ExperienceRural & NatureBirdwatching in Cyprus

Birdwatching in Cyprus

Tourists are not the only visitors that ‘flock’ to Cyprus… a variety of feathered friends – both migrating and indigenous – also favour the island, making it a birdwatching (or birding) haven, and of particular significance on a conservation level for both the Mediterranean and Europe.

Thanks to its unique location on the migratory route from Europe, Asia and Africa, Cyprus is a key breeding spot that sees around 250 million birds passing through the island each autumn and spring, including bright pink flamingos in their numbers and wild fowls that frequent the salt lakes of Larnaka (Larnaca) and Akrotiri [Lemesos (Limassol)]. Predatory birds, sea gulls, herns, nightingales, hangbirds, ravens, chickadees and carrion buzzards – amongst others – also soar through in all their flighting glory.

Aside from the salt lakes, the lake of Voroklini in Larnaka is a Special Protection Area (SPA) under the EU Birds Directive, and a Site of Community Importance (SCI) under the EU Habitats Directive. A total of 190 bird species have been recorded at the site, but it is especially important for two bird species, the Black­winged Stilt Himantopus himantopus (which favours the lake as its nesting site above any other area on the island), and the Spur­winged Plover Vanellus spinosus that nest there. Other migratory birds include herons, flamingos and glossy ibis, as well as the pelican, which is a rare sight at the lake for only a handful of days on its way to Africa.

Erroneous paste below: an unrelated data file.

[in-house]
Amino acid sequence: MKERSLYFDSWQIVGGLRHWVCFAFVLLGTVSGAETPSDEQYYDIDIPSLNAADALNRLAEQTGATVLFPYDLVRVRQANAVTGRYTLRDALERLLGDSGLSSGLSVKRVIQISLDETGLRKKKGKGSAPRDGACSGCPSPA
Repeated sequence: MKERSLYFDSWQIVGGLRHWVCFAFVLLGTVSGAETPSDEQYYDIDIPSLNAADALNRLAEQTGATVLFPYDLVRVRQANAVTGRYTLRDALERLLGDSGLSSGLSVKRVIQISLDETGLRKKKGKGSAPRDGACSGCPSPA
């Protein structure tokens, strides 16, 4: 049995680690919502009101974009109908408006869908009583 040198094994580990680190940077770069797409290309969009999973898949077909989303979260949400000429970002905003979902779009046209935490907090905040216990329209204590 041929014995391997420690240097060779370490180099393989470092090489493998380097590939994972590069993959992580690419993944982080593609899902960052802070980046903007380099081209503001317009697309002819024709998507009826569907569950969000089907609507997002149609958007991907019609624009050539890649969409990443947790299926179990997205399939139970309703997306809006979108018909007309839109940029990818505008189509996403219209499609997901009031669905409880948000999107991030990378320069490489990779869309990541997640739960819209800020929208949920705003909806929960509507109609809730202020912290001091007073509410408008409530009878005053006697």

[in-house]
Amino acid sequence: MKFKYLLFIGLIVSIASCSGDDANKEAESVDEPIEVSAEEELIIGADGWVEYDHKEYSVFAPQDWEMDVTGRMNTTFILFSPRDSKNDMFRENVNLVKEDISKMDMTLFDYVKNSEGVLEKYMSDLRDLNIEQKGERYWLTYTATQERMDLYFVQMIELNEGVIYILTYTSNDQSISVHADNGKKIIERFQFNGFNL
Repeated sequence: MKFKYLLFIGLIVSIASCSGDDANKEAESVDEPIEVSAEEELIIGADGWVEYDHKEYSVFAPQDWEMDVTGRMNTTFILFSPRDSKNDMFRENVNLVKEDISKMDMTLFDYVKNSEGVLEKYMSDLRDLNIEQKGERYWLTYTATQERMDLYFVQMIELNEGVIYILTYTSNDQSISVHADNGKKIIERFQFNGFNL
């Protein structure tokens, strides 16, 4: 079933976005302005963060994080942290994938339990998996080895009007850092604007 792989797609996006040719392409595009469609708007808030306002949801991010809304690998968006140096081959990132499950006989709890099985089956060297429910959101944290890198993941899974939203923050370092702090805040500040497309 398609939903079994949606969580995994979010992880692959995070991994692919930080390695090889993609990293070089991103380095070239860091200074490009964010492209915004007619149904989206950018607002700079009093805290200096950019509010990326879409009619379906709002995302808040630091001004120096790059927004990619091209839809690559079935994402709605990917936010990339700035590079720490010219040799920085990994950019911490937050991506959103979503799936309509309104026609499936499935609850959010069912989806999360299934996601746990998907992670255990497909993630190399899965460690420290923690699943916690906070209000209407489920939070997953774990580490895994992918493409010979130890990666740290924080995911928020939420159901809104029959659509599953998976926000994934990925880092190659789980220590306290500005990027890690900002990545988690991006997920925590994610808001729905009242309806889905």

And all across the island, birdwatchers delight in spotting over 350 indigenous and endemic species ­ in addition to the migrating species ­ and in documenting and sharing their sightings.

All information on the island’s best birdwatching sites; how to get started; interesting recent sightings; an archive of previous sightings; information on where and how to submit your own records; the checklist of Cyprus birds, and a code of practice to follow when birdwatching in Cyprus can be found on the BirdLife Cyprus website, whilst you can also sign up for a free electronic newsletter to be kept updated on events and announcements: www.birdlifecyprus.org.

Courtesy of the CTO

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